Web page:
The Symbol Library¶
The Style Manager is the place where users can manage and create generic symbols and color ramps to be used in several QGIS projects. You can open that modeless dialog:
or from a vector Style Manager button in a symbol property dialog).tab (using the
The dialog allows you to:
create, edit and remove symbols and color ramps;
organize symbols and color ramps in custom groups;
export and import symbols and color ramps.
The Style Manager dialog displays in its center a frame with previewed items organized into tabs:
All for a complete collection of point, linear and surface symbols as the following items allow only to display a single item group;
and Color ramp
For each family of items, you can organize the elements into different categories, listed in the panel on the left:
Favorites: displayed by default when configuring an item, it shows a set of default symbols and color ramps you can extend;
All: listing all the installed symbols and color ramps;
Tags: shows a list of labels you can use to identify the items. A symbol or color ramp can be tagged more than once. Select a tag in the list and you'll see the items that belong to it for each type of item. To create a new tag you could later attach to symbols or color ramps, use the Add Tag... button or select the Add Tag... from any tag contextual menu;
Smart Group: a smart group dynamically fetches its symbols according to conditions set (see eg, figure_smart_group). Click the Add Smart Group... button to create smart groups. The dialog box allows you to enter an expression to filter the items to select (has a particular tag, have a string in its name, etc.). Any symbol or color ramp that satisfies the entered condition(s) is automatically added to the smart group.
Tags and smart groups are not mutually exclusive: they are simply two different ways to organize your symbols and color ramps. Unlike the smart groups that automatically fetch their belonged items based on the input constraints, tags are filled by the user. To edit any of those categories, you can either:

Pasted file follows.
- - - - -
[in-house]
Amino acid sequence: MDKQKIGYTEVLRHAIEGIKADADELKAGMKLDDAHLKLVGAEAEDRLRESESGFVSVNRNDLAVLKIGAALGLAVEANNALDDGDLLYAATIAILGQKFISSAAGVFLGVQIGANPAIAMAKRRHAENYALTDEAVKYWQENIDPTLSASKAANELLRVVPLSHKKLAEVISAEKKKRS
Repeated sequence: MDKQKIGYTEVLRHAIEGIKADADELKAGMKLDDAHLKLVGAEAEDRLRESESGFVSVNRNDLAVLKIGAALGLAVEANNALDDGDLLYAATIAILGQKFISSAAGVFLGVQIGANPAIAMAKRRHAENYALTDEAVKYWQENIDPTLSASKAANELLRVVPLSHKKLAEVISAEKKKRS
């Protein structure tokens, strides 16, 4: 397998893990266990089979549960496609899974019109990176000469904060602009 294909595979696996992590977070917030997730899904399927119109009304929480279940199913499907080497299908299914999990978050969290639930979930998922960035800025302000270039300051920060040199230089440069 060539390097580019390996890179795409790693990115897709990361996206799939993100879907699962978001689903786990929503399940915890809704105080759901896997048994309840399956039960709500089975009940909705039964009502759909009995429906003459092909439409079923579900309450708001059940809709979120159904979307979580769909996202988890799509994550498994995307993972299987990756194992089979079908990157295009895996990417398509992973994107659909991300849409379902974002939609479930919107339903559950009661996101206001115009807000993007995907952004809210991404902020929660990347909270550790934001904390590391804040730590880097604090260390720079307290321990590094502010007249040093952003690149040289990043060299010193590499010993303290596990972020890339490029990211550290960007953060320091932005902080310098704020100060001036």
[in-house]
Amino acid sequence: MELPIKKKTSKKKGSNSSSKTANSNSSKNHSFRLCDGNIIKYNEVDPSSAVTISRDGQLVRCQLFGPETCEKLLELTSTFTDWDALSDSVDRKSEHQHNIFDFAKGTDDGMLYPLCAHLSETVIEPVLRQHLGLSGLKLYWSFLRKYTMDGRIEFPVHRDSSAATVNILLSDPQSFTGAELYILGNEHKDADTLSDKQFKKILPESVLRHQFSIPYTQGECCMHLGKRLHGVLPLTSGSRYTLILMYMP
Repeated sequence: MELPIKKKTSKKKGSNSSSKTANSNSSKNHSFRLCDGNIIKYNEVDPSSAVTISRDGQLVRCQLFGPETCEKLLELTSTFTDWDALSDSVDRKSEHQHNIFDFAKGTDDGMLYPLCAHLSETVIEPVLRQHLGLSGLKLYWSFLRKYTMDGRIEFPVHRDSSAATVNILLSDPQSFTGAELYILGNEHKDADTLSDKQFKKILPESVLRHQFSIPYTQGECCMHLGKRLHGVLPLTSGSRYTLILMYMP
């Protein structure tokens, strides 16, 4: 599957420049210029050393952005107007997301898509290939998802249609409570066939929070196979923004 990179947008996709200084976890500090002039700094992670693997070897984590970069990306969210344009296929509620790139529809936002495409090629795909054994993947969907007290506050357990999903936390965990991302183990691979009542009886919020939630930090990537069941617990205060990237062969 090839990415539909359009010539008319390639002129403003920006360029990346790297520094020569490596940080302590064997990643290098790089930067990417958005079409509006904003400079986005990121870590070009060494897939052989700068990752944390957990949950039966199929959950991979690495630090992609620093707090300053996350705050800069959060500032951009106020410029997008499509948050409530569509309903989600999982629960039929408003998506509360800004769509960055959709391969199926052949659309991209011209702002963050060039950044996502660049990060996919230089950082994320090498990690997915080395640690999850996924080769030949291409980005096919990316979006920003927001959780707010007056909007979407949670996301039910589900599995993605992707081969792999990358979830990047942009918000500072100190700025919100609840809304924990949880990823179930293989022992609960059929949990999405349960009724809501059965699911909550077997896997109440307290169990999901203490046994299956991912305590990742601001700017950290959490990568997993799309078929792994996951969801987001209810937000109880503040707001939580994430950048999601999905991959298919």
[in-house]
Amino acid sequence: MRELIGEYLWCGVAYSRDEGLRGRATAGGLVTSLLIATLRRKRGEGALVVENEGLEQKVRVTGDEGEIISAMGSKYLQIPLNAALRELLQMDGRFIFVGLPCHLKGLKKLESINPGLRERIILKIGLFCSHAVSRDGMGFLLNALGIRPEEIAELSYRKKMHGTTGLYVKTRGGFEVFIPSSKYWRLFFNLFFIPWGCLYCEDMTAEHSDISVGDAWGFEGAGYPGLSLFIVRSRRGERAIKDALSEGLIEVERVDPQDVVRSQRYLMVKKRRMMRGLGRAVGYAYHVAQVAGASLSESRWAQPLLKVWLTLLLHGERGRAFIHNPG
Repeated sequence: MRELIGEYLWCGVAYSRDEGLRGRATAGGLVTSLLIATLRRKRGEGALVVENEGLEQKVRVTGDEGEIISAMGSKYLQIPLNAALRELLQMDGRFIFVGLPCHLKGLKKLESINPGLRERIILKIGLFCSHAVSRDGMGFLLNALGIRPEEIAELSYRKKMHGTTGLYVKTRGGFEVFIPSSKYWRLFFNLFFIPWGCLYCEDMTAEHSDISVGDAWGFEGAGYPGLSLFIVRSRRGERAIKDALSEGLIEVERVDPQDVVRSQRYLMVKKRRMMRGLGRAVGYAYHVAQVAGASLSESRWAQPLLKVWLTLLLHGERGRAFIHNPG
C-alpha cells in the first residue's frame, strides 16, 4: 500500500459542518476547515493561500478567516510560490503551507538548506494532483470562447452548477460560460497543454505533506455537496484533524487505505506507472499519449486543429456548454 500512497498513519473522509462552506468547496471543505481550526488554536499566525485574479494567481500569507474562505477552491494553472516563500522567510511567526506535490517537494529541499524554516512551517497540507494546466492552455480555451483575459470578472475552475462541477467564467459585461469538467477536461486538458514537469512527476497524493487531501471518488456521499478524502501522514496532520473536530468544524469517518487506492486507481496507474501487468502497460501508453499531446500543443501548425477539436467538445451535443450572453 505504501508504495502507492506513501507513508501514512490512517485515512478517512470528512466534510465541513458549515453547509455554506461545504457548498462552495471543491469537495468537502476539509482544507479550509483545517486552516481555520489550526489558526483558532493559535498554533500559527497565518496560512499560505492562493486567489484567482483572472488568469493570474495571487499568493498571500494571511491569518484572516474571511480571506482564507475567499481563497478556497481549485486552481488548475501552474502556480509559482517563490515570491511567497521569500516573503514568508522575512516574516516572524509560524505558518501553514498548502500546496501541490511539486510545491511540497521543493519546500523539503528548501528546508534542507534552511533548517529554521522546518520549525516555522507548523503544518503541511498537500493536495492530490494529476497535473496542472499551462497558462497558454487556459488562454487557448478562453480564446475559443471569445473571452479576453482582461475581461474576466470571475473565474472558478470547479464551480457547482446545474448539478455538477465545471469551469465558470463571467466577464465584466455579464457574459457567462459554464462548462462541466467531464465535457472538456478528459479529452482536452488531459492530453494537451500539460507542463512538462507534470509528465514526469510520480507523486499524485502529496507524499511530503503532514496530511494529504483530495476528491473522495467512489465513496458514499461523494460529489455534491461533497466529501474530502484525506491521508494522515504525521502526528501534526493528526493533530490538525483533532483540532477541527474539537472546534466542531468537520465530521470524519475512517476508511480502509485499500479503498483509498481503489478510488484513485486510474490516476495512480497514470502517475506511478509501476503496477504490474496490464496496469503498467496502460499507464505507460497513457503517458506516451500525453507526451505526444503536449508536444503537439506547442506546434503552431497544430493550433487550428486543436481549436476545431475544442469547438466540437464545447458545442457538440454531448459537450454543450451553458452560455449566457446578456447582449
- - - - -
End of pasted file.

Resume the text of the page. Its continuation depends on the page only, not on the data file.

select the items, right-click and chooseand then select the tag name or create a new tag;
select the smart group, press Smart Group Editor dialog. This option is also available in the contextual menu of the smart group.and configure a new set of constraints in the
As seen earlier, symbols and color ramps are listed under different tabs whose contents depend on the active category (tag, smart group, favorites...). For each type of symbols (Marker , Line or Fill) and color ramp, when the tab is enabled, you can:
Right-clicking over a selection of items also allows you to:
Add to Favorites;
Remove from Favorites;
and select the appropriate tag or create a new one to use;
Clear Tags: detaching the symbols from any tag;
Edit Item: applies to the item you right-click over;
Export Selected Symbol(s) as PNG... (not available with color ramps);
Export Selected Symbol(s) as SVG... (not available with color ramps);
The Color ramp tab in the Style Manager dialog helps you preview different color ramps based on the category selected in the left panel.
Gradient: given a start and end colors, generate a color ramp which can be continuous or discrete. With double-clicking the ramp preview, you can add as many intermediate color stops as you want.
Color presets: allows to create a color ramp consisting of a list of colors selected by the user;
Random: creates a random set of colors based on range of values for Hue, Saturation, Value and Opacity and a number of colors (Classes);
Catalog: ColorBrewer: a set of predefined discrete color gradients you can customize the number of colors in the ramp;
or Catalog: cpt-city: an access to a whole catalog of color gradients to locally save as standard gradient. The cpt-city option opens a new dialog with hundreds of themes included 'out of the box'.
Easily adjust the color stops of the gradient color ramp